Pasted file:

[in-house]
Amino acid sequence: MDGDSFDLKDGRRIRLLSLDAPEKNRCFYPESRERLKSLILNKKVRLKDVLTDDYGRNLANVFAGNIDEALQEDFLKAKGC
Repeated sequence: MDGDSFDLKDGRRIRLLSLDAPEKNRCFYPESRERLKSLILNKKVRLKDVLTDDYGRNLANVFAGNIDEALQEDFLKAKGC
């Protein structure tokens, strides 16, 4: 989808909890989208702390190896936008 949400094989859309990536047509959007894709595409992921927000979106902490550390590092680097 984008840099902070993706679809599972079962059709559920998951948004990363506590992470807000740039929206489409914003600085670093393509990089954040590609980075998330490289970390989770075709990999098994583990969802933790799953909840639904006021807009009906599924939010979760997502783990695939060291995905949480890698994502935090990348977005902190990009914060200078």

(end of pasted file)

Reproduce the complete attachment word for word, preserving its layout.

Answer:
[in-house]
Amino acid sequence: MDGDSFDLKDGRRIRLLSLDAPEKNRCFYPESRERLKSLILNKKVRLKDVLTDDYGRNLANVFAGNIDEALQEDFLKAKGC
Repeated sequence: MDGDSFDLKDGRRIRLLSLDAPEKNRCFYPESRERLKSLILNKKVRLKDVLTDDYGRNLANVFAGNIDEALQEDFLKAKGC
């Protein structure tokens, strides 16, 4: 989808909890989208702390190896936008 949400094989859309990536047509959007894709595409992921927000979106902490550390590092680097 984008840099902070993706679809599972079962059709559920998951948004990363506590992470807000740039929206489409914003600085670093393509990089954040590609980075998330490289970390989770075709990999098994583990969802933790799953909840639904006021807009009906599924939010979760997502783990695939060291995905949480890698994502935090990348977005902190990009914060200078």